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Home/Blog/Fasting Benefits, Types and Tips for Success

Fasting Benefits, Types and Tips for Success

By Rachel Link, RD, MS

March 12, 2024

Fasting benefits

When looking for new ways to lose weight, manage a healthy weight or even help support heart health, fasting is an idea that many of us want to know more about.

These days, there are many different types of fasting to consider. While intermittent fasting remains the most popular kind, there are others that are more traditional or unusual.

Below we walk you through the different fasting types, benefits you could expect, plus how exactly to practice fasting. We also answer some common fasting questions, such as how fasting can be different for women versus men.

As always, though, you should consult your healthcare professional prior to beginning any new dietary or lifestyle regimen, including any form of fasting.

What Is Fasting?

Fasting is a practice that involves abstaining from food for a specific period of time. With most forms of fasting, liquids like water, coffee and tea are usually permitted.

Fasting has been around for thousands of years, with spiritual fasting as a part of many religions. Lately, fasting, in particular intermittent fasting, has become popular for those looking to manage their weight, maintain healthy blood sugar levels already in the normal range and boost their overall health.

In place of three square meals a day or a handful of smaller meals throughout the day, you have a specific window of time when you eat, whether it’s a few hours a day, a certain time of day (such as after sundown) or certain days of the week. During that time, you can eat whatever you want — of course, within reason.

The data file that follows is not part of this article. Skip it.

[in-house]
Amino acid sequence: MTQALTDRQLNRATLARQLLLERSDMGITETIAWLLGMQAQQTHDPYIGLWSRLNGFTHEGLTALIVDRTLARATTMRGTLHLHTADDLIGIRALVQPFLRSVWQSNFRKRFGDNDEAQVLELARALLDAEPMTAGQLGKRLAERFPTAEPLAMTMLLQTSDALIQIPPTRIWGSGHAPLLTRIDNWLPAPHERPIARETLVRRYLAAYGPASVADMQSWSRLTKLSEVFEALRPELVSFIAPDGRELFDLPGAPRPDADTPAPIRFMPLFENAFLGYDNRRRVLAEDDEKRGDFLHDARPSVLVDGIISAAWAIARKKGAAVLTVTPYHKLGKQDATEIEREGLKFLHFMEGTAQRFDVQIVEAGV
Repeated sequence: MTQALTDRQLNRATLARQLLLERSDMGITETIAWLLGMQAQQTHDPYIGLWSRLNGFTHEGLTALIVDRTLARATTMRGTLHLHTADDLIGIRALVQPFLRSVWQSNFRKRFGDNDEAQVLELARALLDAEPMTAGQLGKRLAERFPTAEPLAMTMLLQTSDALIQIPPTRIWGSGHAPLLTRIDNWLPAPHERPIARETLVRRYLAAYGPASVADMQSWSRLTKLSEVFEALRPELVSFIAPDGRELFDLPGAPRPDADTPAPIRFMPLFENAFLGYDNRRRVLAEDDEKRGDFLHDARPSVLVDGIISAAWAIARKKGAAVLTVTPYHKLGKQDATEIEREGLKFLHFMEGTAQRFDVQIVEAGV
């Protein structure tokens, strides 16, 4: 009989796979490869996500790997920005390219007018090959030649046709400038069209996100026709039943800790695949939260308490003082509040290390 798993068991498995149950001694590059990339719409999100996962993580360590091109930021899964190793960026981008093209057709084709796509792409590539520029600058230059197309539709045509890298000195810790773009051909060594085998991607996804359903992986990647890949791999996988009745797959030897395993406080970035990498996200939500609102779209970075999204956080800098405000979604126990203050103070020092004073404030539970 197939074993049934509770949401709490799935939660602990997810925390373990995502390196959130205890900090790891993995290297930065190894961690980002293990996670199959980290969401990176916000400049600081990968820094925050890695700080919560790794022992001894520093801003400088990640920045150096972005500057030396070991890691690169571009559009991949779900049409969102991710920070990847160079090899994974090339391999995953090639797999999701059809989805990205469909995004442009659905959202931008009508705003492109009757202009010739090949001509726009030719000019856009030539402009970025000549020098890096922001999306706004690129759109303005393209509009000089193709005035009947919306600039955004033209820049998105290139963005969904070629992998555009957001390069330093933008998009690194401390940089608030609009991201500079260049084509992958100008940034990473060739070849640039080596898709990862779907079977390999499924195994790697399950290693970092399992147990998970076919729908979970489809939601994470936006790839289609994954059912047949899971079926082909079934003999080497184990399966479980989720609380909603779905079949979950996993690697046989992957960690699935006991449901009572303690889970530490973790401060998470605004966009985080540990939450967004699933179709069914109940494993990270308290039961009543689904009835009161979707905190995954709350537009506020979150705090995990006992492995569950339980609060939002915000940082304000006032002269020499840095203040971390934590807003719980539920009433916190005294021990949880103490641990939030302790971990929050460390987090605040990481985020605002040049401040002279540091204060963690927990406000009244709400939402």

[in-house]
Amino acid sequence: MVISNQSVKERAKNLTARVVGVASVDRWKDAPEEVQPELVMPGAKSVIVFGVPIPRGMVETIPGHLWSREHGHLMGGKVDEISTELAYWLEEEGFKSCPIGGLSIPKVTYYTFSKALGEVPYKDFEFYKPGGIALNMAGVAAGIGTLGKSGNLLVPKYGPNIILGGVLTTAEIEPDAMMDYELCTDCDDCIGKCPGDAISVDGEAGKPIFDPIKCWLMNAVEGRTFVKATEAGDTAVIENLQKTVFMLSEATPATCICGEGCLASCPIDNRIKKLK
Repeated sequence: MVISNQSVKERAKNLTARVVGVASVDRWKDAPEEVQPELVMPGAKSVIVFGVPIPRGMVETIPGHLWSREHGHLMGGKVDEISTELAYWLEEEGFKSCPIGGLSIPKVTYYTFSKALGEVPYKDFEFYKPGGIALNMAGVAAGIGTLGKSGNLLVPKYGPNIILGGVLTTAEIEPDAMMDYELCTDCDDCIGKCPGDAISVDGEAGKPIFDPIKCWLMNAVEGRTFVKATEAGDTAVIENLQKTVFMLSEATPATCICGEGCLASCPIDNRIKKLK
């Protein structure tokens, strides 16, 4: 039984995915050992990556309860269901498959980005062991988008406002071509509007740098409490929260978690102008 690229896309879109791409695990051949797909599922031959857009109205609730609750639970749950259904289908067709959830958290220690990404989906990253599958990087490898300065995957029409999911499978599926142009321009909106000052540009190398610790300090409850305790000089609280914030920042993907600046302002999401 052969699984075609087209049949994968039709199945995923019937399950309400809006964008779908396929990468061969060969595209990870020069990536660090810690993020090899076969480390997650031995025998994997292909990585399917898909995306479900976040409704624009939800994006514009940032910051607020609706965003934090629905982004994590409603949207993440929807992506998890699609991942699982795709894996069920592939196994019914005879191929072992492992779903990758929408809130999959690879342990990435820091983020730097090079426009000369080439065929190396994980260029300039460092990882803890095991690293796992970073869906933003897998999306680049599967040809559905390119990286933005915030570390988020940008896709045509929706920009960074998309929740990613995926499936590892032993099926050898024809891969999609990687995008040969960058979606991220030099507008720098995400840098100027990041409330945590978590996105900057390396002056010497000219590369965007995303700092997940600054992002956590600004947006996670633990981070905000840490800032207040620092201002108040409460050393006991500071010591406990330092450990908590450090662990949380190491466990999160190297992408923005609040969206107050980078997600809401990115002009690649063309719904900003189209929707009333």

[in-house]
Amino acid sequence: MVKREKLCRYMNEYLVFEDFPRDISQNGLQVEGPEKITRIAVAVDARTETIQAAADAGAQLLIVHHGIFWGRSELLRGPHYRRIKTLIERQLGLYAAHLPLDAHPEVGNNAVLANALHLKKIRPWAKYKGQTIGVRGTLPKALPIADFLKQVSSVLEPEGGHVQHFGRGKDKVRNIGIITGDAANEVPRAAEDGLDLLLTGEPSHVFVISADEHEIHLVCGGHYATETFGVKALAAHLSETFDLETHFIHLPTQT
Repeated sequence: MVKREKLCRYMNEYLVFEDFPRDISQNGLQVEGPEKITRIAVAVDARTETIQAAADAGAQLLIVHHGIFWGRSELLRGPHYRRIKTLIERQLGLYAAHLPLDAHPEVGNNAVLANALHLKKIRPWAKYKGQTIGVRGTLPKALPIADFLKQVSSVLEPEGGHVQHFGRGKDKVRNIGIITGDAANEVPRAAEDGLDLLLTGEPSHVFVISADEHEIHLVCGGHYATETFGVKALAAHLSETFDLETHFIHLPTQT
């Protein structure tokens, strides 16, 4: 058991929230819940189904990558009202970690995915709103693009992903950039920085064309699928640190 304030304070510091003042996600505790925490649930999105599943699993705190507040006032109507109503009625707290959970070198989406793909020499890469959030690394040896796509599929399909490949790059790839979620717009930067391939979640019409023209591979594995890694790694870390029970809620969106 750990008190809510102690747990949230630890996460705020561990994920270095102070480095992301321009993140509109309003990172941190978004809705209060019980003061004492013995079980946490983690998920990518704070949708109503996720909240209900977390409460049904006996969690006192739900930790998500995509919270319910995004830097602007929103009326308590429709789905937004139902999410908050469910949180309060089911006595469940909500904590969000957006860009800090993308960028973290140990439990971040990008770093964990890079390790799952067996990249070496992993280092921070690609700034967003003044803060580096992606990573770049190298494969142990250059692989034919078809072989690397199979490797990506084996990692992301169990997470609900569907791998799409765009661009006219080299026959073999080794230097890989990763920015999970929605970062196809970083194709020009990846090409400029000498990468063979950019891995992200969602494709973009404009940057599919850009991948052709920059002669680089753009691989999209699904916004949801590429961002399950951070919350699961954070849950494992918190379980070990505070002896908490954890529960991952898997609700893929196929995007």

Again, this is just for educational purposes and you should always work with your health professional if you wish to fast in any form.

Types of Fasting

Intermittent Fasting

This type of fasting is also known as cyclic fasting. Intermittent fasting is a catch-all phrase for eating (and not eating) intermittently and usually involves some calorie restriction.

Typical intermittent fast times range from 14 to 18 hours. The longest period any one of these plans indicate abstinence from solid food would be about 32–36 hours.

Intermittent fasting types include:

  • 16/8 Fasting: This method requires you to fast for 16 hours every day and limit your eating to an eight-hour window. Typically, this involves not eating anything after dinner and skipping breakfast the next morning. This is the most popular form of intermittent fasting.

  • Alternate-Day Fasting: This involves eating every other day. On fasting days, some eat no food at all and others eat a very small amount, usually around 500 calories. On non-fasting days, you follow your usual, healthy diet.

  • The Warrior Diet: This diet entails eating only specific foods (such as fruits, vegetables, clear broth and hard-boiled eggs) during the day and eating one large meal at night.

  • Eat-Stop-Eat: This variation involves picking one or two days out of the week in which you fast for 24 hours, then eat nothing from dinner one day until dinner the next day. On the remaining days, you follow a regular diet.

  • 5:2 Diet: For five days of the week, you eat normally. During the remaining two days, you restrict your caloric intake to between 500–600 calories daily.

  • OMAD (One Meal a Day): The OMAD diet is the most extreme type of intermittent fasting. You fast for 23 hours and the eating window is only for one hour. For optimal success, that one hour needs to fall within the same four-hour time block each day.

Time-Restricted Eating

If you practice time-restricted eating, you abstain from food for anywhere between 8–12 hours. Unlike intermittent fasting that typically involves calorie restriction, you can eat as much of your favorite healthy foods as you’d like. This is one of the most common methods of fasting, and many people already practice it without knowing it (such as those people who don’t snack after dinner).